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28 janvier 2015 3 28 /01 /janvier /2015 13:20
photo USAF

photo USAF

23.01.2015 par Edouard Maire - Info-Aviation

Un général de l’US Air Force a rappelé la nécessité de développer rapidement un nouveau bombardier stratégique lors d’un colloque organisé par l’Air Force Association le 20 janvier.


Le bombardier à long rayon d’action (Long Range Strike Bomber / LRS-B) de l’US Air Force est crucial pour maintenir une force de dissuasion stratégique efficace pour les États-Unis. Il fait parti des trois vecteurs de dissuasion nucléaire aux cotés des missiles balistiques intercontinentaux (ICBM), et des sous-marins, a rappelé le général Garrett Harencak, responsable de la dissuasion nucléaire stratégique à l’USAF, lors d’un petit-déjeuner organisé par l’Air Force Association à Arlington, en Virginie. le 20 janvier.

« Nous n’avons pas modernisé notre arsenal nucléaire depuis un certain temps, » a t-il déclaré,  « Je pense que beaucoup de gens se rendent compte que nous avons pris du retard au cours des 20-25 dernières années. D’autres pays ont progressé pendant ce temps. »

La Russie développe en effet un nouveau bombardier PAK-DA prévu pour 2019.


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18 septembre 2014 4 18 /09 /septembre /2014 16:20
Air Force Plans Major Step in Long Range Strike Bomber Program


September 15, 2014 by Kris Osborn - defensetech.org

The Air Force plans to award a contract to build its new bomber to a single vendor by next spring or summer as part of its ongoing effort to engineer a stealthy long range bomber that can evade advanced air defenses, service leaders said Sept. 15 at the Air Force Association Air and Space Conference at National Harbor, Maryland.

“We’re about ready to enter into the next phase of the bomber. We’ve spent the last couple of years refining the requirements and maturing the technology. Within the next year we will down-select to one contractor and then start the heavy lifting of building the first bomber and testing,” Lt. Gen. Ellen Pawlikowski, military deputy for Air Force acquisition, told Military​.com in an interview.

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4 avril 2014 5 04 /04 /avril /2014 07:20
Air Force leaders insist new tanker is key to airpower


April 4th, 2014 By Air Force News Agency - defencetalk.com


The top three acquisition priorities for the Air Force are the KC-46A aerial tanker, the F-35A Joint Strike Fighter and the Long Range Strike Bomber, officials told members of Congress during a hearing of House Armed Services Committee’s subcommittee on seapower and projections forces, April 2.

“On any given day, the Air Force’s mobility aircraft deliver critical personnel and cargo, and provide airdrop of time-sensitive supplies, food and ammunition on a global scale,” said Dr. William LaPlante, the assistant secretary of the Air Force for acquisition.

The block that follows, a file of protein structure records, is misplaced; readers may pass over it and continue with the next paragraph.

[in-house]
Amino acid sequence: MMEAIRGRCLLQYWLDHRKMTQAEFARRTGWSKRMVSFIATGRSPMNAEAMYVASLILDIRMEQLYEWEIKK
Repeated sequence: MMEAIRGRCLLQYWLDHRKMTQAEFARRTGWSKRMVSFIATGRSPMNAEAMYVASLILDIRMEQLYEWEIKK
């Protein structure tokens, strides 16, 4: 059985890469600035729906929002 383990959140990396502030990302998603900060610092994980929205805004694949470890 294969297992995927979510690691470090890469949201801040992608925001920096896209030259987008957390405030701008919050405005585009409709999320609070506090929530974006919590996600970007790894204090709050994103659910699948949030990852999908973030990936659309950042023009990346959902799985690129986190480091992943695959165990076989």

LaPlante was joined by Assistant Deputy Chief of Staff for Operations, Plans and Requirements Maj. Gen. James Jones and Air Force Program Executive Officer for Tankers Maj. Gen. John Thompson.

“The KC-46 remains essential to overall strategy,” Jones said. “Our air refueling fleet is critical to operations for all services, and our coalition partners.”

LaPlante explained the new tanker is essential to replacing an aging tanker fleet, and ushering air mobility and sustainment into the future.

“The backbone of rapid U.S. global operations is our tanker fleet,” LaPlante said. “Based on the budget submitted, we expect to see about 54 KC-46 deliveries across the Future Years Defense Plan, as part of the tanker fleet recapitalization.”

The first delivery of Low Rate Initial Production aircraft will be in Fiscal Year 2016, with an estimated program completion date of 2028.

“Tankers are the lifeblood of our joint force’s ability to respond to crisis and contingencies, and are essential to keeping our Air Force viable as a global force,” LaPlante added.

The Air Force is also investing in the sustainment of the current bomber and cargo fleets, and will make upgrades to various systems to keep these airframes practical in the future of the force, he explained.

Overall, Air Force officials said they are optimistic about the future of the air mobility and bomber fleets, and are confident in the continued capabilities to support the warfighter.

“In the midst of the challenges ahead, we will aim to keep these programs on track and deliver these systems both as vital capabilities to our forces, but also as the best value to our taxpayer,” LaPlante said. “These systems will provide the future capabilities necessary to operate effectively in the national security environment of tomorrow.”

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